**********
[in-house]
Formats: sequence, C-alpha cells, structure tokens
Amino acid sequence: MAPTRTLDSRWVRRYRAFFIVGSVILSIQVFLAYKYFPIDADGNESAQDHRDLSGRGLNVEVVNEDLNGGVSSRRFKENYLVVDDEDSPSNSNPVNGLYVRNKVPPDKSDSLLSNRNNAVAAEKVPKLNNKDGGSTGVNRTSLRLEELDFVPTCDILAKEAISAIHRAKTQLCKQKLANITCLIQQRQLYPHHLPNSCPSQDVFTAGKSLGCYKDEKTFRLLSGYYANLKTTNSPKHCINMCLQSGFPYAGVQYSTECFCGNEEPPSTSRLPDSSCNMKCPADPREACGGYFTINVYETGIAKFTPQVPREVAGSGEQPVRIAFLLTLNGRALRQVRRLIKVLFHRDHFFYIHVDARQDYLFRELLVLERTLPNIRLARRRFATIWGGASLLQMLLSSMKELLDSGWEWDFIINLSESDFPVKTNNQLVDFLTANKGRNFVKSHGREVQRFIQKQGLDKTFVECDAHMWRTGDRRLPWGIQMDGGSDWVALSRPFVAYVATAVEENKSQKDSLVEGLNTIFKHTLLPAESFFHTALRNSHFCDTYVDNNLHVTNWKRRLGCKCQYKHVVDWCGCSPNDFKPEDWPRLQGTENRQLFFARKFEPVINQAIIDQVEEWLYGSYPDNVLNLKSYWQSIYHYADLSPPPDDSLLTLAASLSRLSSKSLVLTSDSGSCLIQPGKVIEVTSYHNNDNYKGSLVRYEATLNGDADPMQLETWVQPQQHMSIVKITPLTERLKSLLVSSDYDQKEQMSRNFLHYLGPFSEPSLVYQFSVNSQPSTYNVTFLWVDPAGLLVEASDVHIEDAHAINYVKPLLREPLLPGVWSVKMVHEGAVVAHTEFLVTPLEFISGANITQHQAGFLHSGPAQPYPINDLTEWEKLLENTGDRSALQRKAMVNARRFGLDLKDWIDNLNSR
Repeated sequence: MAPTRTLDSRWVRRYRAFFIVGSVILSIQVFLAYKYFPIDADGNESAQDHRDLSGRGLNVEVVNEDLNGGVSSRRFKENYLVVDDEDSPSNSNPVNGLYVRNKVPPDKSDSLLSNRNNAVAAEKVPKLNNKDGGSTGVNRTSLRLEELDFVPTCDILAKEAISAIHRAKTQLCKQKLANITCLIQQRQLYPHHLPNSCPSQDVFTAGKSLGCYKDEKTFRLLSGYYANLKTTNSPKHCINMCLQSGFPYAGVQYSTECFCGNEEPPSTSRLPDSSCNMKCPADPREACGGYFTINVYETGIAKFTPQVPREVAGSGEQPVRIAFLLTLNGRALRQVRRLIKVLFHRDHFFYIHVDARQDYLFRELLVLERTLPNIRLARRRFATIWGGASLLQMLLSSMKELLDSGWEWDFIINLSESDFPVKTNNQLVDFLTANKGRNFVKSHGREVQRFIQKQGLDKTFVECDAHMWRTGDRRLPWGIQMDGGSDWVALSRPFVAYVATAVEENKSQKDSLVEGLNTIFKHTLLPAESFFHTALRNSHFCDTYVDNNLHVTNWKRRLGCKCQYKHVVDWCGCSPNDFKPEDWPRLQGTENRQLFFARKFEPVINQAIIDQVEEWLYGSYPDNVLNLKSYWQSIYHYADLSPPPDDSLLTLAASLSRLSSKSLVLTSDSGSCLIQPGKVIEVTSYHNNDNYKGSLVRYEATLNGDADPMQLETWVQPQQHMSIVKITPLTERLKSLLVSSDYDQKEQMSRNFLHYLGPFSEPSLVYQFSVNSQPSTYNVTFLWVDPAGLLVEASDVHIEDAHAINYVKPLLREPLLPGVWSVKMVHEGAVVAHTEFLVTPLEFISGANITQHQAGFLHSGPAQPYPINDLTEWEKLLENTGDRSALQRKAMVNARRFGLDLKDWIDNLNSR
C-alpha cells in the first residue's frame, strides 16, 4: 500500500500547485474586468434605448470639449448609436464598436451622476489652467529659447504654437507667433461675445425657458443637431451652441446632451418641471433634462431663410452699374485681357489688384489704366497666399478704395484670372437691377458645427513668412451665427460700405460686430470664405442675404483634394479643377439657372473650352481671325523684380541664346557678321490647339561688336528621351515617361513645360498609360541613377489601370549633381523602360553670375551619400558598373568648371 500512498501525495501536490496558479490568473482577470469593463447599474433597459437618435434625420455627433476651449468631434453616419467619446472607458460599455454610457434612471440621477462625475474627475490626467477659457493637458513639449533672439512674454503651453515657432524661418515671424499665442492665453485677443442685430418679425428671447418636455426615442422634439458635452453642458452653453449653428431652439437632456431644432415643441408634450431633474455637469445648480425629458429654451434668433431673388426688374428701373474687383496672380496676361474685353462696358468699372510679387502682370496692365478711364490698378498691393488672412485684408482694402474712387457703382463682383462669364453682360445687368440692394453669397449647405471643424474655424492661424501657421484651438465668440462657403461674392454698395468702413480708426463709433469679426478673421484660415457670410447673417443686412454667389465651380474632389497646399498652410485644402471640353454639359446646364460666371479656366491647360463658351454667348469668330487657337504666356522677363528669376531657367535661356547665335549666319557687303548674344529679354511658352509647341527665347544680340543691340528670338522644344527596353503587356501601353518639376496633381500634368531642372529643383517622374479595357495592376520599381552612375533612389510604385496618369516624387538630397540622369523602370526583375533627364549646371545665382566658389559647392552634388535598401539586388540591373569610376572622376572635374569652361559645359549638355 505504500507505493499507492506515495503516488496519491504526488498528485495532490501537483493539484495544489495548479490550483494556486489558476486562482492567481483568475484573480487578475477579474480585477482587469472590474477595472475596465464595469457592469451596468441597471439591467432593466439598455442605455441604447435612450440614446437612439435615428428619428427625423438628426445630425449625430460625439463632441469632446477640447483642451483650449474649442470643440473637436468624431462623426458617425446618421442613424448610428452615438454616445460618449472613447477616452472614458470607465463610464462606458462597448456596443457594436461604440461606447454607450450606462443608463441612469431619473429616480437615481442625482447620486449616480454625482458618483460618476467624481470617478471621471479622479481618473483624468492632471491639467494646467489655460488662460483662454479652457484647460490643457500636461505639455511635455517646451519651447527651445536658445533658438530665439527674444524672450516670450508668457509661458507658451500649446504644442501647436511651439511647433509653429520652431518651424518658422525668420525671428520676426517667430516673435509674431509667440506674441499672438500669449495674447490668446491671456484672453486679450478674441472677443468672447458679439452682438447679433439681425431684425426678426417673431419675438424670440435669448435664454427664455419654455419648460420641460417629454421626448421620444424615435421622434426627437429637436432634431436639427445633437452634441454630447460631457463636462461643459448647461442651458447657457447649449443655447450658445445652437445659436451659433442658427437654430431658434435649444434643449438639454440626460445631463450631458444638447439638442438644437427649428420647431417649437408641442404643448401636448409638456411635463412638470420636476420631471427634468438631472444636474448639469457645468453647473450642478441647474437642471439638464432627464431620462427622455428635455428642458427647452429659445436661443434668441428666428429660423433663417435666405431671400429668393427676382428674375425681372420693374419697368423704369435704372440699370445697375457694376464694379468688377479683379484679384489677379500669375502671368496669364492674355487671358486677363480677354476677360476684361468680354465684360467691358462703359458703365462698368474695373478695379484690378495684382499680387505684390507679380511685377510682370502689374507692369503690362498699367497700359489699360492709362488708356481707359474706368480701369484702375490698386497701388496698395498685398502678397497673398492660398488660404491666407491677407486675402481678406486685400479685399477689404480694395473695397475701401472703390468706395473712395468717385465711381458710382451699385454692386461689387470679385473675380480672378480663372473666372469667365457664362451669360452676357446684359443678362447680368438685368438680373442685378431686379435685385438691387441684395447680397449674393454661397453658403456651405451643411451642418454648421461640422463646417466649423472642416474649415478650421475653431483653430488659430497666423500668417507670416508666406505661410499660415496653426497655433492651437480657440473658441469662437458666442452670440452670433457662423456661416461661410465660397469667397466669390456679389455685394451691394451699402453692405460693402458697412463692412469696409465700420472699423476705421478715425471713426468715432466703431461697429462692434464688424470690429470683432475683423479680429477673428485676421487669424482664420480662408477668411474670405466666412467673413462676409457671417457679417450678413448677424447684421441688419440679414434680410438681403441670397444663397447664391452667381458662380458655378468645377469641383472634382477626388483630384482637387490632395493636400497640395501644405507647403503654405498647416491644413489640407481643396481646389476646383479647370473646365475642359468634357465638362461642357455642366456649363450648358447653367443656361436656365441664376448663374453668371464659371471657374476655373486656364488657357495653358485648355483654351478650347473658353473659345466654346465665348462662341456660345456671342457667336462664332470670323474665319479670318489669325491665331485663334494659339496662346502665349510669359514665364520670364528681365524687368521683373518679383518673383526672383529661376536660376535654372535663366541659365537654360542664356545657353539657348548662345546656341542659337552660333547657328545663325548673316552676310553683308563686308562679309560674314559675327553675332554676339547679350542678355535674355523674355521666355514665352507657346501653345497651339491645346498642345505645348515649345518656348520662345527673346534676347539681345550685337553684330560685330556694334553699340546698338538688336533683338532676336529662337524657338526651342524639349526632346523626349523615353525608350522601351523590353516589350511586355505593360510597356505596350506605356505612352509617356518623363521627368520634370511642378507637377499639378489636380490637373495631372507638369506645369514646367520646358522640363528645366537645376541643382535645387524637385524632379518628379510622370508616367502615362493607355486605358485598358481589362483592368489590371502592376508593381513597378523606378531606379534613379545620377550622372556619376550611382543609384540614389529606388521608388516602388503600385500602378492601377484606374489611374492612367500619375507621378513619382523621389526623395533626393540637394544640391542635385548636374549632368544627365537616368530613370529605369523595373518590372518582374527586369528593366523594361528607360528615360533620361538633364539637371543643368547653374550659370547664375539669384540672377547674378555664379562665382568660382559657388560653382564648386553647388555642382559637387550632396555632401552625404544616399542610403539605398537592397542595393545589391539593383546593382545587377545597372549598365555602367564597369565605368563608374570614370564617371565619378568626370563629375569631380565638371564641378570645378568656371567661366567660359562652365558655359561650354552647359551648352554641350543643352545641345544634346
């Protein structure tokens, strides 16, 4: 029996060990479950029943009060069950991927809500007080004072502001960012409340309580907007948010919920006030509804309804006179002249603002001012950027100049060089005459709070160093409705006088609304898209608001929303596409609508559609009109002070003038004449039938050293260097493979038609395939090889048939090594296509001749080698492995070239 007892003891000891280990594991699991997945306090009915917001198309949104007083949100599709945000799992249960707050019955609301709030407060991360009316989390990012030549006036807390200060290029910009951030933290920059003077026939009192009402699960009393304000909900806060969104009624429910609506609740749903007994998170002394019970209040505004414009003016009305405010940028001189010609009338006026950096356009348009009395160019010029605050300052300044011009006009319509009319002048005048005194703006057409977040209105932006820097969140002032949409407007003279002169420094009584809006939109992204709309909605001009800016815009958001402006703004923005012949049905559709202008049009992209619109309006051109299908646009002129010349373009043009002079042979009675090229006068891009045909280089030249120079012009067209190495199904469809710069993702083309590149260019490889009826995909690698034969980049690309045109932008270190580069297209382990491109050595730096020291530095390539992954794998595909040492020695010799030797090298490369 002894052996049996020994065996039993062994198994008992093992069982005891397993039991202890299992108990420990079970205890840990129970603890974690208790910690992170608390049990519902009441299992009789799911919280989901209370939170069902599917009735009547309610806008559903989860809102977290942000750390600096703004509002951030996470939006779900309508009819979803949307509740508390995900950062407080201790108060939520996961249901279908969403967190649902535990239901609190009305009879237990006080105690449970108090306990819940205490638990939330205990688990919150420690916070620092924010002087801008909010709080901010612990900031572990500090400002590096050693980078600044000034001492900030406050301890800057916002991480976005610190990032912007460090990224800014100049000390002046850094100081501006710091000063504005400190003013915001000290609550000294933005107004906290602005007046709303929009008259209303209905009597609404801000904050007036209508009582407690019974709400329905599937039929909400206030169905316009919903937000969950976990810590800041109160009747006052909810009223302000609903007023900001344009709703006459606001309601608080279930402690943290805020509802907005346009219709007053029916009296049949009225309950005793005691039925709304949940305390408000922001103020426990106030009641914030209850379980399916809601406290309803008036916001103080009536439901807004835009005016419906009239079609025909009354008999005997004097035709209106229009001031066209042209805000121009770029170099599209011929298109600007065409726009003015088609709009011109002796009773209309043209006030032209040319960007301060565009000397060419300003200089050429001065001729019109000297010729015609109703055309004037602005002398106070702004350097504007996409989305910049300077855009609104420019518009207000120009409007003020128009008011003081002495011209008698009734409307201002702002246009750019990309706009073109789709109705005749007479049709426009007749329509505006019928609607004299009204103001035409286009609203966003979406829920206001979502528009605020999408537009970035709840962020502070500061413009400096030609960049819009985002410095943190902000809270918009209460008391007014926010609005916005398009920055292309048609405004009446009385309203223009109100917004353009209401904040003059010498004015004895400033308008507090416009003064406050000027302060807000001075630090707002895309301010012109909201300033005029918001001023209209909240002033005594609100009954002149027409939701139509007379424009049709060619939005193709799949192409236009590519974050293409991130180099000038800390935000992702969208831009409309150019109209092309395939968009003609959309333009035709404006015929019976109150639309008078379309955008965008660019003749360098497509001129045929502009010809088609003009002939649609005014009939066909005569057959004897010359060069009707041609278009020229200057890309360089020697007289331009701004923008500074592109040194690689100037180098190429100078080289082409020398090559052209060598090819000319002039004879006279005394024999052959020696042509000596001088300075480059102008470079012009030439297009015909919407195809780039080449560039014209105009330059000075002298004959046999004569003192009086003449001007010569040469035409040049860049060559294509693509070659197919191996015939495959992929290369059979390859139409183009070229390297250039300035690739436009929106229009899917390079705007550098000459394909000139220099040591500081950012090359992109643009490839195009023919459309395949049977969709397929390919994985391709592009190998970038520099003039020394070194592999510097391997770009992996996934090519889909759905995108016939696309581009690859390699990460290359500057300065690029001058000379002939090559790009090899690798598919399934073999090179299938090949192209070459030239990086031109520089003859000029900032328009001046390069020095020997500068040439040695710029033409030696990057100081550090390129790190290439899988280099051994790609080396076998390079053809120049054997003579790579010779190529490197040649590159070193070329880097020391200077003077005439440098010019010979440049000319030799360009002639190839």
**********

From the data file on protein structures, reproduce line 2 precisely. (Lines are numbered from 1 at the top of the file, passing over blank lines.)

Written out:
Formats: sequence, C-alpha cells, structure tokens